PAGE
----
It occurred to me that I’ve been watching some of these specials for 40-some years (amazing that they look so good on TV screens much larger than the show’s producers ever expected).  So I guess it’s only logical that they’ve made an impression on me.  As we go through this holiday season, here are some things I’ve learned from holiday specials.

  • Even a miracle needs a hand.  (Twas the Night Before Christmas)
  • Don’t judge a reindeer by his nose (Rudolph)
  • You can be whatever you want to be—even if you’re an elf who wants to be a dentist (Rudolph)
  • Don’t overlook the needs of others in your rush for the perfect holiday (Berenstain Bears)
  • We all need a little Christmas, right this very moment (Muppet Christmas)
  • Bumbles bounce (and so can you)  (Rudolph)
  • Learn to love your noisy neighbors (Grinch)
  • See with your heart, not just your head (Twas the Night Before Christmas)
  • Buy presents early to avoid mayhem (Jingle All the Way)
  • Count roll before leaving on vacation (Home Alone 1, 2, 3)
  • Don’t plug in too many Christmas lights (Christmas Vacation)
  • Keep the cat away from the Christmas tree (Christmas Vacation)
  • People matter more than profit (A Christmas Carol)

Whatever holiday you celebrate, may it be merry and bright.

Comments Off on What I Learned From Christmas Specials

Filed under Gail Z. Martin, Gratitude-Giving

Beating Stress, Fatigue & Overwhelm, Now and Into the New Year

By Jana Beeman, CHHP, CHT, AADP

While many office workers get a bit of a break over the holidays (not all, of course, as there is year-end to take care of), those of us with businesses of our own are very busy, juggling the holiday festivities and obligations with closing our year end, evaluating our year, and preparing for the next year. Being in business for yourself has lots of benefits but it also can mean a lot of additional stresses.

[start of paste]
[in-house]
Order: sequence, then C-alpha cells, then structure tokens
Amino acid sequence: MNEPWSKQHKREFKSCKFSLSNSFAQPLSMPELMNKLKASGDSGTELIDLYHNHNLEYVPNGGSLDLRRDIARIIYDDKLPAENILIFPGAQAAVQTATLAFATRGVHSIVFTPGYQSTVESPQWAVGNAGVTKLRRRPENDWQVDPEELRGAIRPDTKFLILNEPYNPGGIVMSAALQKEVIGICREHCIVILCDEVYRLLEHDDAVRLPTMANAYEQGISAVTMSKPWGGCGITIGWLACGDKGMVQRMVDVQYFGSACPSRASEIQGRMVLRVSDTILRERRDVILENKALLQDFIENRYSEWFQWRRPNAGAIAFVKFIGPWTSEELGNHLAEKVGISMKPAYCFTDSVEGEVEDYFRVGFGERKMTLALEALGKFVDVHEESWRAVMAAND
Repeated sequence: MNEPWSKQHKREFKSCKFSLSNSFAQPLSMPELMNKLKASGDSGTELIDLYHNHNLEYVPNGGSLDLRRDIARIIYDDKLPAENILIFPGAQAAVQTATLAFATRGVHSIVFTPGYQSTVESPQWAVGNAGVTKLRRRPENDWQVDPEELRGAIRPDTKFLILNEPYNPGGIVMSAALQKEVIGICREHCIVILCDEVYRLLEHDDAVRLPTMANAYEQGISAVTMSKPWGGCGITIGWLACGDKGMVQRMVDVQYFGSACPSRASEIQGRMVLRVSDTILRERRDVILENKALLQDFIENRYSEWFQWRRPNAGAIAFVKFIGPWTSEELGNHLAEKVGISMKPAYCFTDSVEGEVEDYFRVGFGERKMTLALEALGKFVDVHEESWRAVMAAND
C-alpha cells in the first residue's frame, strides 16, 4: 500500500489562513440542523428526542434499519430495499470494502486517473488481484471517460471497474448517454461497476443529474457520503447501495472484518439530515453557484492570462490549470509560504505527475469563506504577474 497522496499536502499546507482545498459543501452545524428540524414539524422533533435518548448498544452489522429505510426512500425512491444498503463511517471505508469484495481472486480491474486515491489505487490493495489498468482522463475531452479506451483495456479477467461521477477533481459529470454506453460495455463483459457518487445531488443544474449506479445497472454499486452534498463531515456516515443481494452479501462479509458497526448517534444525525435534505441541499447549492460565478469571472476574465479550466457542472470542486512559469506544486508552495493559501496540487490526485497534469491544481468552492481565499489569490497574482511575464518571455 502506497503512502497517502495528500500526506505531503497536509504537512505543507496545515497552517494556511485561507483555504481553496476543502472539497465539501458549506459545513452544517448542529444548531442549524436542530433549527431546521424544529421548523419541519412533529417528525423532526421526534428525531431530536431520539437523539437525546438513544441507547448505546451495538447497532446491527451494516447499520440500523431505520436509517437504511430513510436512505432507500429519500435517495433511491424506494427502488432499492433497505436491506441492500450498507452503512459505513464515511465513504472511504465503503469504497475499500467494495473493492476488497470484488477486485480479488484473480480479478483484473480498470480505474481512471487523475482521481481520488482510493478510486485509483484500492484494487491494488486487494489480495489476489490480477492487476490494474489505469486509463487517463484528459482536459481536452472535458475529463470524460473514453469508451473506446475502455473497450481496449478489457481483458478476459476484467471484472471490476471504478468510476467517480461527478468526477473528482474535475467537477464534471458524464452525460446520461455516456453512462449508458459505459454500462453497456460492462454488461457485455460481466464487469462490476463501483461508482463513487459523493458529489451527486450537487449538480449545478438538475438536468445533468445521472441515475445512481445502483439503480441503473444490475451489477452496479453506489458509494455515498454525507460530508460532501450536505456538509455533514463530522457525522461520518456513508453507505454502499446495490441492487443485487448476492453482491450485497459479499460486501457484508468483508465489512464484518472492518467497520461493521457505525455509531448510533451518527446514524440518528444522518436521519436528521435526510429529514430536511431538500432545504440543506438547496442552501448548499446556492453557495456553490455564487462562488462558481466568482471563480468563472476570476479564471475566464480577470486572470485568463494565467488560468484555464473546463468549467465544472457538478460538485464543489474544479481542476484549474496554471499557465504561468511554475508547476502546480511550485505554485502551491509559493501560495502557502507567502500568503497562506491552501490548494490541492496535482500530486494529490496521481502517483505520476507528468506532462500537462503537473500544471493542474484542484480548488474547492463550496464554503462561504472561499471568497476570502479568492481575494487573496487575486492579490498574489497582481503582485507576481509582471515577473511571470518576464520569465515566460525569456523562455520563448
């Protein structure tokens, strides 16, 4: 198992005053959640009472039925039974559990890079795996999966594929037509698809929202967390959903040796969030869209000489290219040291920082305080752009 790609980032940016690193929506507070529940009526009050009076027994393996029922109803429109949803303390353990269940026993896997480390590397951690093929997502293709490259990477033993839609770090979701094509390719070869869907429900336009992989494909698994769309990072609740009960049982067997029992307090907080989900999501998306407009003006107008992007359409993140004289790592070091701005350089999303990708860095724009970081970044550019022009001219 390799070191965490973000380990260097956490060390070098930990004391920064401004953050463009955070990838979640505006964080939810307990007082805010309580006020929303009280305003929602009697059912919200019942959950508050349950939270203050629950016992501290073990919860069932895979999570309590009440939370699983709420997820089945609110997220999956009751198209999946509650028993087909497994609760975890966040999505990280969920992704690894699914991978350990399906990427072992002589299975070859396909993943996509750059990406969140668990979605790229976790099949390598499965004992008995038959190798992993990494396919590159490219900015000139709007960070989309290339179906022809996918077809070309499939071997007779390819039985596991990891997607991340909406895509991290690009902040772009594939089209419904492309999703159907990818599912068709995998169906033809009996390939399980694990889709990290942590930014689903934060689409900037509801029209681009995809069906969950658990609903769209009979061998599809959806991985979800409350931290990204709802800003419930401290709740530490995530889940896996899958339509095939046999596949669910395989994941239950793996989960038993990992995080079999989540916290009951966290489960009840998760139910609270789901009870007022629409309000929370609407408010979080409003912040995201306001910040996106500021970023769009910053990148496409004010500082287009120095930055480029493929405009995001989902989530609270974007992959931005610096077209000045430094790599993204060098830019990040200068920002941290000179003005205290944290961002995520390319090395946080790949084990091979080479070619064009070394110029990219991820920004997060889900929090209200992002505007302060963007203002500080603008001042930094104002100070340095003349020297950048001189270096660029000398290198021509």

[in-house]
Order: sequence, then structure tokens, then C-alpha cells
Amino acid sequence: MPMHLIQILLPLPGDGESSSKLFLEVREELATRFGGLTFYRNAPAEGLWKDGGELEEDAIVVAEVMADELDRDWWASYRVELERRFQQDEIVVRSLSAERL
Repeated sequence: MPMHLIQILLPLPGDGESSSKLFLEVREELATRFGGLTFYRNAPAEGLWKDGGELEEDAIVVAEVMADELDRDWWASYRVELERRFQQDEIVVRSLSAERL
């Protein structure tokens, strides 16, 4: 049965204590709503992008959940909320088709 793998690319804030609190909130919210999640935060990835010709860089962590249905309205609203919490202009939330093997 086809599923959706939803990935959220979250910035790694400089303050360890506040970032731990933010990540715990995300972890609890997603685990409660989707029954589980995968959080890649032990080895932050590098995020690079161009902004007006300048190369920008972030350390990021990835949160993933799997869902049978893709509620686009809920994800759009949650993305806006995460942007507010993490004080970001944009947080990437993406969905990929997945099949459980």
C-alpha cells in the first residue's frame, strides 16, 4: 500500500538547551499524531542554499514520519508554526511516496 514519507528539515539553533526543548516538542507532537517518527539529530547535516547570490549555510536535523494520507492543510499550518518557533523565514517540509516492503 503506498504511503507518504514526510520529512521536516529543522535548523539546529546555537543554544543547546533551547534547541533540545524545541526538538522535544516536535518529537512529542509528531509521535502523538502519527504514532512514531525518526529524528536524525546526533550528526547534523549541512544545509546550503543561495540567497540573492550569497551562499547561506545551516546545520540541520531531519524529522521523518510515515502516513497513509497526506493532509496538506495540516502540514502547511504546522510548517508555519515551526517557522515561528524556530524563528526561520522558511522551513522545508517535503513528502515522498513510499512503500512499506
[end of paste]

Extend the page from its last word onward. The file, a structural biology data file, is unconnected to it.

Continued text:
So how do we keep our cool over the holidays, while giving our families and our businesses the attention they deserve?

First, take a DEEP BREATH. Center for a moment. Make a list of what you have to get done, when it needs to be done by, and what things can be delegated or wait until January. Remember most of our stress is self-imposed, and we do have the ability to put some things off a week or so. Think about if hiring a virtual assistant for a couple of weeks would help you get everything done with less stress if you’re a solopreneur.

Learn to use the power of the word NO. Ya, I know – we all like to be able to do everything, but really take a step back, think about what you have on your plate, and make a realistic outline of what you can and cannot commit to. If you tell people you simply don’t have the capacity to add another event, obligation, etc. to your schedule until after the first week of January, most will understand. If it’s a personal request, try sending a gift or adding value to what you CAN do later, just to make sure there are no hurt feelings.

Plan your holidays INCLUDING time to relax and do spontaneous things – you NEED that, and taking that time will make the rest of your time much more productive.

Focus on your business and personal goals. Anything that doesn’t lead toward those goals is something to either consider for your scheduled free time or might be worth passing on.

Each morning, take 10 minutes to draft out a to-do list, and put them in order of importance. Look at the bottom 1/3 of the list and see if there is anything there which can either be eliminated or delegated. We all think we have to do things that don’t do anything for our business.

Focus on what you need to work on, giving it 100% of your attention until it’s done. No checking email, answering phones, or anything else until that first item is checked off the list. Multitasking is not productive. Limit checking email to twice a day.

Take frequent breaks to breathe, refocus, and see if you need to shift direction at all. Breathing deeply into the body relaxes both body and mind, allowing us to focus better with less stress.

Lay off the caffeine and sugar. They create a ‘fight or flight’ response in the body, triggering the release of adrenaline and cortisone, creating physical stress in the body. By limiting the caffeine and sugar, you’ll feel better, be more grounded and have much better concentration, so you can get more done with your day.